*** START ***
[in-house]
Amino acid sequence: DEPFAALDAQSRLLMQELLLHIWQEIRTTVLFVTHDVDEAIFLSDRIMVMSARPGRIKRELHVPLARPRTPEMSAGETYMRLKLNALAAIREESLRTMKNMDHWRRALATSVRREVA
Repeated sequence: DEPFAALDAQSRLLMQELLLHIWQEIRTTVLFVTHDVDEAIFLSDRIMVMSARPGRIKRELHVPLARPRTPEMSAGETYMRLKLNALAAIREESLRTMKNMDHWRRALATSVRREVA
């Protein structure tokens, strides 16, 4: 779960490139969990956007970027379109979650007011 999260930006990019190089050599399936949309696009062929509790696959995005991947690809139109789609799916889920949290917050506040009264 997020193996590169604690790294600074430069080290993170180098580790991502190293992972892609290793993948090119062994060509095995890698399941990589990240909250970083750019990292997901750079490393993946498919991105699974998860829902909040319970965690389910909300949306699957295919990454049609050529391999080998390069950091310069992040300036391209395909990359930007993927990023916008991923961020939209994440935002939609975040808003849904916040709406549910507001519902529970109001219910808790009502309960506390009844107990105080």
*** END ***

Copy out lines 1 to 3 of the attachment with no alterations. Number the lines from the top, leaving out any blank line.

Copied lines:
[in-house]
Amino acid sequence: DEPFAALDAQSRLLMQELLLHIWQEIRTTVLFVTHDVDEAIFLSDRIMVMSARPGRIKRELHVPLARPRTPEMSAGETYMRLKLNALAAIREESLRTMKNMDHWRRALATSVRREVA
Repeated sequence: DEPFAALDAQSRLLMQELLLHIWQEIRTTVLFVTHDVDEAIFLSDRIMVMSARPGRIKRELHVPLARPRTPEMSAGETYMRLKLNALAAIREESLRTMKNMDHWRRALATSVRREVA